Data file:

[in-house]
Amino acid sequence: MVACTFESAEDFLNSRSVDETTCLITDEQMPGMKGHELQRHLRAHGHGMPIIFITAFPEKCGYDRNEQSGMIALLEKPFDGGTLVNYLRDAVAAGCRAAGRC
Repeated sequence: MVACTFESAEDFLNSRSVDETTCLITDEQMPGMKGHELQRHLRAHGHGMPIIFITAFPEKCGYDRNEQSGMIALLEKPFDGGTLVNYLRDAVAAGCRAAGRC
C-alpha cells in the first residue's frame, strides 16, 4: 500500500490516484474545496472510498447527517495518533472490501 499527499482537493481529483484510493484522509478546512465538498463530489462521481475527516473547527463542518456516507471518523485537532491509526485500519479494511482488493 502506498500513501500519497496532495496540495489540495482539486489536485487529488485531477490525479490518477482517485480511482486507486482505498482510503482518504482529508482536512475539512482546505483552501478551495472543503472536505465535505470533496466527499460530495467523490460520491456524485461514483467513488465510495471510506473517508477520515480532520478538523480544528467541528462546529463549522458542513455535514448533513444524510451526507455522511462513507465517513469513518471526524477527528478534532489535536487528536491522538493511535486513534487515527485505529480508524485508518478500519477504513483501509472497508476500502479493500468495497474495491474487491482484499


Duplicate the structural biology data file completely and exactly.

[in-house]
Amino acid sequence: MVACTFESAEDFLNSRSVDETTCLITDEQMPGMKGHELQRHLRAHGHGMPIIFITAFPEKCGYDRNEQSGMIALLEKPFDGGTLVNYLRDAVAAGCRAAGRC
Repeated sequence: MVACTFESAEDFLNSRSVDETTCLITDEQMPGMKGHELQRHLRAHGHGMPIIFITAFPEKCGYDRNEQSGMIALLEKPFDGGTLVNYLRDAVAAGCRAAGRC
C-alpha cells in the first residue's frame, strides 16, 4: 500500500490516484474545496472510498447527517495518533472490501 499527499482537493481529483484510493484522509478546512465538498463530489462521481475527516473547527463542518456516507471518523485537532491509526485500519479494511482488493 502506498500513501500519497496532495496540495489540495482539486489536485487529488485531477490525479490518477482517485480511482486507486482505498482510503482518504482529508482536512475539512482546505483552501478551495472543503472536505465535505470533496466527499460530495467523490460520491456524485461514483467513488465510495471510506473517508477520515480532520478538523480544528467541528462546529463549522458542513455535514448533513444524510451526507455522511462513507465517513469513518471526524477527528478534532489535536487528536491522538493511535486513534487515527485505529480508524485508518478500519477504513483501509472497508476500502479493500468495497474495491474487491482484499